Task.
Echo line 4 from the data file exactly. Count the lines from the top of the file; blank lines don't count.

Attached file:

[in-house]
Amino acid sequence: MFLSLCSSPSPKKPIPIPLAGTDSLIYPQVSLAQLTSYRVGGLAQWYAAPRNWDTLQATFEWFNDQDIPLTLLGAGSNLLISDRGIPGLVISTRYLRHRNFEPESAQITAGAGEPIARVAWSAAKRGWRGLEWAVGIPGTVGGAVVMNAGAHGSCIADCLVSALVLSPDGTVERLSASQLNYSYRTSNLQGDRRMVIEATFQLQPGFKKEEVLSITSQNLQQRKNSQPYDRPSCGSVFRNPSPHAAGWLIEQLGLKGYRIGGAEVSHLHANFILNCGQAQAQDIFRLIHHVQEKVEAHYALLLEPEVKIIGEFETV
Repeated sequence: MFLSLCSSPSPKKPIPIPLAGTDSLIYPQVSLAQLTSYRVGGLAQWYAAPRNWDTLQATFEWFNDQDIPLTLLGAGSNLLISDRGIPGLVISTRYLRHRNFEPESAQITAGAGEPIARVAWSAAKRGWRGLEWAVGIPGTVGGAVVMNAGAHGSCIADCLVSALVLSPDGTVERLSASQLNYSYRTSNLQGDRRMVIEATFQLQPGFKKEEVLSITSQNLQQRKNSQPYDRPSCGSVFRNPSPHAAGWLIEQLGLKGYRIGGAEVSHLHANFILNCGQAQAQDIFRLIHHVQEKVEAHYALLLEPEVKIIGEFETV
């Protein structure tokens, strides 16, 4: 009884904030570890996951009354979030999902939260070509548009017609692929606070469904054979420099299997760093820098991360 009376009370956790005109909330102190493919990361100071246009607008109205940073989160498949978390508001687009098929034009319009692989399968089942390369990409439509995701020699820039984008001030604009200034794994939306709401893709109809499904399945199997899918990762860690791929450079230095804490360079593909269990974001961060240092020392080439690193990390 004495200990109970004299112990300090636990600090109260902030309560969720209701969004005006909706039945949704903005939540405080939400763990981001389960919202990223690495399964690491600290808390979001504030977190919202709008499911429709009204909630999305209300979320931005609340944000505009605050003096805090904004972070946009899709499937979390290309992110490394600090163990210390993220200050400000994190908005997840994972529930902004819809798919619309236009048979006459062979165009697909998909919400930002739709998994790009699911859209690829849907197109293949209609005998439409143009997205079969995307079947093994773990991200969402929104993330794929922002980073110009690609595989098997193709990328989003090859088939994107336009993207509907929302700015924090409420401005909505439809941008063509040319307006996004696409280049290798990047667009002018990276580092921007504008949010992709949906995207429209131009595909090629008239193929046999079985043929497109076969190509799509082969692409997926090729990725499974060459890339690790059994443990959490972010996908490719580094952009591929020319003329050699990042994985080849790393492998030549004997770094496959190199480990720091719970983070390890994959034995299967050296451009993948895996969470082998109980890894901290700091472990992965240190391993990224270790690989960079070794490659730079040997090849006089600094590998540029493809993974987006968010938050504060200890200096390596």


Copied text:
């Protein structure tokens, strides 16, 4: 009884904030570890996951009354979030999902939260070509548009017609692929606070469904054979420099299997760093820098991360 009376009370956790005109909330102190493919990361100071246009607008109205940073989160498949978390508001687009098929034009319009692989399968089942390369990409439509995701020699820039984008001030604009200034794994939306709401893709109809499904399945199997899918990762860690791929450079230095804490360079593909269990974001961060240092020392080439690193990390 004495200990109970004299112990300090636990600090109260902030309560969720209701969004005006909706039945949704903005939540405080939400763990981001389960919202990223690495399964690491600290808390979001504030977190919202709008499911429709009204909630999305209300979320931005609340944000505009605050003096805090904004972070946009899709499937979390290309992110490394600090163990210390993220200050400000994190908005997840994972529930902004819809798919619309236009048979006459062979165009697909998909919400930002739709998994790009699911859209690829849907197109293949209609005998439409143009997205079969995307079947093994773990991200969402929104993330794929922002980073110009690609595989098997193709990328989003090859088939994107336009993207509907929302700015924090409420401005909505439809941008063509040319307006996004696409280049290798990047667009002018990276580092921007504008949010992709949906995207429209131009595909090629008239193929046999079985043929497109076969190509799509082969692409997926090729990725499974060459890339690790059994443990959490972010996908490719580094952009591929020319003329050699990042994985080849790393492998030549004997770094496959190199480990720091719970983070390890994959034995299967050296451009993948895996969470082998109980890894901290700091472990992965240190391993990224270790690989960079070794490659730079040997090849006089600094590998540029493809993974987006968010938050504060200890200096390596």